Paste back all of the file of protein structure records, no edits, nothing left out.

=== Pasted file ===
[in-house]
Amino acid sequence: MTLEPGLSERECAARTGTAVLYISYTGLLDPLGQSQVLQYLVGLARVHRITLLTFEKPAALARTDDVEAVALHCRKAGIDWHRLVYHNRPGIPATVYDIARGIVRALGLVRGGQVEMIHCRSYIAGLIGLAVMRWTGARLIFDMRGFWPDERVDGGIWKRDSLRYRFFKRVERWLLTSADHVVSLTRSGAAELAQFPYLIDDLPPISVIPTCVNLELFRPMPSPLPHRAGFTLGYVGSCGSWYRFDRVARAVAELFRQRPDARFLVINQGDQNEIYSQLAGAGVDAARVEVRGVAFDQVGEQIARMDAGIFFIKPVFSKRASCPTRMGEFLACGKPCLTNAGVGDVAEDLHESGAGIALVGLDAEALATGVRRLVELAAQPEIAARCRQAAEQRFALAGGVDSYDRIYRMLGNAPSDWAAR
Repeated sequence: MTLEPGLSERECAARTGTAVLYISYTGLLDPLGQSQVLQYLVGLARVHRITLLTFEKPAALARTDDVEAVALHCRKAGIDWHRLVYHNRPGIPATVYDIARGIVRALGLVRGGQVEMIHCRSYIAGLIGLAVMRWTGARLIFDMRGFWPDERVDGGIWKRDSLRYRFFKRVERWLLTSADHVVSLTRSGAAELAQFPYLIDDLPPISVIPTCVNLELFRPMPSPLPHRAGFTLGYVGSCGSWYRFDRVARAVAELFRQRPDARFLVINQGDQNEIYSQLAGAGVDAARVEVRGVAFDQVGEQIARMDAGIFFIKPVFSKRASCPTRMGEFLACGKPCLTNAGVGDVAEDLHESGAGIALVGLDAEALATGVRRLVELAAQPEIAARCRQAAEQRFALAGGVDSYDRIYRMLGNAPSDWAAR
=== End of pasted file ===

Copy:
[in-house]
Amino acid sequence: MTLEPGLSERECAARTGTAVLYISYTGLLDPLGQSQVLQYLVGLARVHRITLLTFEKPAALARTDDVEAVALHCRKAGIDWHRLVYHNRPGIPATVYDIARGIVRALGLVRGGQVEMIHCRSYIAGLIGLAVMRWTGARLIFDMRGFWPDERVDGGIWKRDSLRYRFFKRVERWLLTSADHVVSLTRSGAAELAQFPYLIDDLPPISVIPTCVNLELFRPMPSPLPHRAGFTLGYVGSCGSWYRFDRVARAVAELFRQRPDARFLVINQGDQNEIYSQLAGAGVDAARVEVRGVAFDQVGEQIARMDAGIFFIKPVFSKRASCPTRMGEFLACGKPCLTNAGVGDVAEDLHESGAGIALVGLDAEALATGVRRLVELAAQPEIAARCRQAAEQRFALAGGVDSYDRIYRMLGNAPSDWAAR
Repeated sequence: MTLEPGLSERECAARTGTAVLYISYTGLLDPLGQSQVLQYLVGLARVHRITLLTFEKPAALARTDDVEAVALHCRKAGIDWHRLVYHNRPGIPATVYDIARGIVRALGLVRGGQVEMIHCRSYIAGLIGLAVMRWTGARLIFDMRGFWPDERVDGGIWKRDSLRYRFFKRVERWLLTSADHVVSLTRSGAAELAQFPYLIDDLPPISVIPTCVNLELFRPMPSPLPHRAGFTLGYVGSCGSWYRFDRVARAVAELFRQRPDARFLVINQGDQNEIYSQLAGAGVDAARVEVRGVAFDQVGEQIARMDAGIFFIKPVFSKRASCPTRMGEFLACGKPCLTNAGVGDVAEDLHESGAGIALVGLDAEALATGVRRLVELAAQPEIAARCRQAAEQRFALAGGVDSYDRIYRMLGNAPSDWAAR